The Foreigner
Jackie Chan plays a London restaurateur hunting down the terrorists who murdered his daughter — and the government official (Pierce Brosnan) who may be protecting them. Even nearing retirement age, Chan’s fists of fire have not cooled.

The Meyerowitz Stories (New and Selected)
Noah Baumbach heads to Netflix for this tale of three children (Ben Stiller, Adam Sandler, and Elizabeth Marvel) and their difficult father (Dustin Hoffman), a sculptor who’s struggling with his legacy. Critics are hailing Sandler’s most sensitive performance since Punch-Drunk Love.

Goodbye Christopher Robin
The true story behind the creation of A. A. Milne’s beloved Winnie-the-Pooh and the subsequent supernova fame of Milne’s titular son. With the ubiquitous Domhnall Gleeson as Milne.


With his directorial debut, Andy “Gollum” Serkis tells the heart-wrenching, romantic true story of polio survivor and activist Robin Cavendish (Andrew Garfield) and his wife, Diana (Claire Foy).

Captain America: Civil War’s Black Panther Chadwick Boseman plays a different kind of superhero here — Thurgood Marshall, the Supreme Court’s first African-American justice, in this account of his life as a young NAACP lawyer.


The Snowman
Michael Fassbender brings Jo Nesbø’s infamous detective Harry Hole to life in this wintry serial-killer thriller directed by Let the Right One In’s Tomas Alfredson.

Todd Haynes’s latest is an intercut tale of two children’s pilgrimages to two very different New York Citys: In 1977, a young boy hops a bus to Times Square to find his missing father, while in 1927, a deaf girl seeks her favorite silent-film star.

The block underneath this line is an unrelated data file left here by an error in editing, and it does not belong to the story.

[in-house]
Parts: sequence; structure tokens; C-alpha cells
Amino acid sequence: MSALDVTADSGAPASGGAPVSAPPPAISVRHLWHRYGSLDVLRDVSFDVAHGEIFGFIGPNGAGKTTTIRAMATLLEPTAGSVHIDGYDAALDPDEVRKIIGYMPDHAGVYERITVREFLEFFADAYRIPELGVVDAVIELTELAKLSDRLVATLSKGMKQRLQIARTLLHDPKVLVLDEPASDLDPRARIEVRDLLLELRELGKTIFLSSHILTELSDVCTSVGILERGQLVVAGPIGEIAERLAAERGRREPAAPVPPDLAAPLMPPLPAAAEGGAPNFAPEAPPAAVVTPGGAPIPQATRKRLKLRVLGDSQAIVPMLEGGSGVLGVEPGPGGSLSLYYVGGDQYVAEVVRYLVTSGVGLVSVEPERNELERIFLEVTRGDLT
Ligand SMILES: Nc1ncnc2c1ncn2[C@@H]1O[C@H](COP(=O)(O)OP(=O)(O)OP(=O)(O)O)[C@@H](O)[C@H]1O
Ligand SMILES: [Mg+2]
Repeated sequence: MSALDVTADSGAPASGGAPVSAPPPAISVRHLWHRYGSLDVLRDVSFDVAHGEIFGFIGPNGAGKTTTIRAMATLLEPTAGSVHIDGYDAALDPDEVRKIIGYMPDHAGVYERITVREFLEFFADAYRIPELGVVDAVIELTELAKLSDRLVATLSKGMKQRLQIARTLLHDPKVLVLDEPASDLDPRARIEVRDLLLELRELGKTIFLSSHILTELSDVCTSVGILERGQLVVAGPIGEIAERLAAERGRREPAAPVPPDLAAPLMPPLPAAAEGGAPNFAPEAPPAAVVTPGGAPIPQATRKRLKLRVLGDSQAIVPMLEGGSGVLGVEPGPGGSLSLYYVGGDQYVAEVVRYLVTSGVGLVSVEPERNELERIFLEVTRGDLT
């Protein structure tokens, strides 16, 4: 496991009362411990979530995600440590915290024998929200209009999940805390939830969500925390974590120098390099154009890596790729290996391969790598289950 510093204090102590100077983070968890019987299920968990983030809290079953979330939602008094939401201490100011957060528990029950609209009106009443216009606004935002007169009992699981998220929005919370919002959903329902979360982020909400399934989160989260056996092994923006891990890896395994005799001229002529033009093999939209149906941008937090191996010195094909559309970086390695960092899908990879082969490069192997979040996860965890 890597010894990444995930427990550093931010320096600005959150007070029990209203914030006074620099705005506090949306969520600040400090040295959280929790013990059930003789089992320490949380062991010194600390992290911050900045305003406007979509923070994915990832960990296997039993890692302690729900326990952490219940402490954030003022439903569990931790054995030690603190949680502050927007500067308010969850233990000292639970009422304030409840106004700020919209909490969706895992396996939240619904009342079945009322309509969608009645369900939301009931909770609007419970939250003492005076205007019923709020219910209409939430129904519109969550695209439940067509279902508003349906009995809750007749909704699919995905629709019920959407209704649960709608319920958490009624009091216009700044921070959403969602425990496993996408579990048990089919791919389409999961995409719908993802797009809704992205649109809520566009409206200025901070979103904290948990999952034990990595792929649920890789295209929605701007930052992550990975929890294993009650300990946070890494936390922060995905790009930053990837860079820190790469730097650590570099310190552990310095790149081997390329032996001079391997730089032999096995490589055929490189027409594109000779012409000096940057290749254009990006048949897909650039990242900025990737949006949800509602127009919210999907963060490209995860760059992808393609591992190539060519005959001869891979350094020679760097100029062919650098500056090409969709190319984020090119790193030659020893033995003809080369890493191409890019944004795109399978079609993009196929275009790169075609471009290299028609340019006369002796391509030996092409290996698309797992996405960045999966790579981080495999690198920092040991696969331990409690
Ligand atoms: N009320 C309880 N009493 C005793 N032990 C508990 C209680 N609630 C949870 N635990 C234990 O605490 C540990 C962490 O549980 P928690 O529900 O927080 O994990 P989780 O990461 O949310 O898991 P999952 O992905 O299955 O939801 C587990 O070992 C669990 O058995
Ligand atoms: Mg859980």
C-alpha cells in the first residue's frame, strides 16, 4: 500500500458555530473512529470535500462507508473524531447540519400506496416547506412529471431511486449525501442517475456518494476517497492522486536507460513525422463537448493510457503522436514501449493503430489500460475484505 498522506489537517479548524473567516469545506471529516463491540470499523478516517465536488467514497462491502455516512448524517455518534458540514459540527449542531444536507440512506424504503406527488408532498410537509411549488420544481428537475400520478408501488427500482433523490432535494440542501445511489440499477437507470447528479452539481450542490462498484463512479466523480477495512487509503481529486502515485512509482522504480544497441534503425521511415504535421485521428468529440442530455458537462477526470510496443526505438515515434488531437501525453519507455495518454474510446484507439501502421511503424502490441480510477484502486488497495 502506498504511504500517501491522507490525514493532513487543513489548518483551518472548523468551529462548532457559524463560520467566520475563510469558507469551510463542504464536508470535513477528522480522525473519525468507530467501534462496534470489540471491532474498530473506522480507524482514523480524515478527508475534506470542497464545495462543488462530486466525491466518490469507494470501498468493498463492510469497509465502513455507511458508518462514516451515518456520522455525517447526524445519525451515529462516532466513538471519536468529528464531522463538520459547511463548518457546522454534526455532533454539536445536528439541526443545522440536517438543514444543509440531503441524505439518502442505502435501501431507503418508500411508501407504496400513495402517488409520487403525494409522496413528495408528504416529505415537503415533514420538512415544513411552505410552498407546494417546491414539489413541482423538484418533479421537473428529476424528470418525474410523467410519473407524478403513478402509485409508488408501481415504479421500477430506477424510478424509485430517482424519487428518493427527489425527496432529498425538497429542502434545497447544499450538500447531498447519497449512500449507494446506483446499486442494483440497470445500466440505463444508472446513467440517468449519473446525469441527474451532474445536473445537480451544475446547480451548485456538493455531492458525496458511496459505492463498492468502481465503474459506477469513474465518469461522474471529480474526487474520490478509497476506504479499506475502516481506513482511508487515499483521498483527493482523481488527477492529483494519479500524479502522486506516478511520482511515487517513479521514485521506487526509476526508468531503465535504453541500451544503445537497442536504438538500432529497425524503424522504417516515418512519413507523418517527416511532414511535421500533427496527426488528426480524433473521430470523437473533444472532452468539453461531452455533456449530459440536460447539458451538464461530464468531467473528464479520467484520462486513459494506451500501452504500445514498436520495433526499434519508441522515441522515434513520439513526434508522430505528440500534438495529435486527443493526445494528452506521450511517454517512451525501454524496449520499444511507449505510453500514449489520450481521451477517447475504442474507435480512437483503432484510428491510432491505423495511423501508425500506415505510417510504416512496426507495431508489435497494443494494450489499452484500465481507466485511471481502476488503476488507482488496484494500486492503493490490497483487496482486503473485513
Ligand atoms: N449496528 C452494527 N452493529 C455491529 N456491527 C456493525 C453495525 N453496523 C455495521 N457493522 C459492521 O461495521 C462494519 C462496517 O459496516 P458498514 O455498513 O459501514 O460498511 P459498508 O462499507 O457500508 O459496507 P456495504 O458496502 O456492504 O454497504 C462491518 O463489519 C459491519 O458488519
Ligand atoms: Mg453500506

Only the Brave
Josh Brolin plays the leader and Miles Teller the fresh-faced new recruit of a real-life team of elite firefighters battling a wildfire near Prescott, Arizona.

Boo 2! A Madea Halloween

The tenth film in the beloved Madea franchise, and a trick or treat depending on your affection (or tolerance) for Tyler Perry’s over-the-top comic creation.

The War With Grandpa
Robert Kimmel Smith’s beloved YA novel, about a wily boy forced to give up his room to his grandfather, gets the big-screen treatment, with Robert De Niro as the titular patriarch.

As if climate change weren’t enough to worry about, Dean Devlin’s latest disaster film imagines a future where satellites control global weather and then start to attack. Gerard Butler stars.


Working from an old script by the Coen brothers, George Clooney returns to the director’s chair for this crime caper set in postwar suburbia. Clooney’s prank pal Matt Damon stars alongside Julianne Moore and Oscar Isaac.

The Killing of a Sacred Deer

The Beguiled’s Colin Farrell and Nicole Kidman reunite in equally spooky circumstances, playing a husband and wife whose family is cursed after an encounter with a strange young man (Dunkirk’s Barry Keoghan). It’s chilly, arty horror from The Lobster’s Yorgos Lanthimos.

Thank You for Your Service
American Sniper screenwriter Jason Hall returns to the battlefield (and beyond) in this sensitive look at a group of soldiers returning from Iraq and their struggles to reintegrate into everyday life.

Margaret Qualley plays a 1960’s nun-in-training battling second thoughts, in this drama written and directed by Margaret Betts.

2010’s Saw 3D was seemingly the end of the wildly lucrative torture-porn franchise, with the original Jigsaw killer, John Kramer, long dead. But what this reboot proposes is: What if he isn’t?

Professor Marston and the Wonder Women
Gal Gadot’s version of Wonder Woman wowed audiences earlier this year, and this timely bio­pic about the original character’s creator — a kinky ­Harvard-trained psychologist, whose creation was inspired by his wife and his ­mistress — tells the salacious back story.



Thor: Ragnarok

Finally, the Marvel cinematic universe is letting its hair down and getting weird. Chris Hemsworth’s Thor teams up with the Hulk (Mark Ruffalo) and Loki (Tom Hiddleston) in Taika Waititi’s intergalactic adventure, which appears to have been visually inspired by the side of a spray-painted van.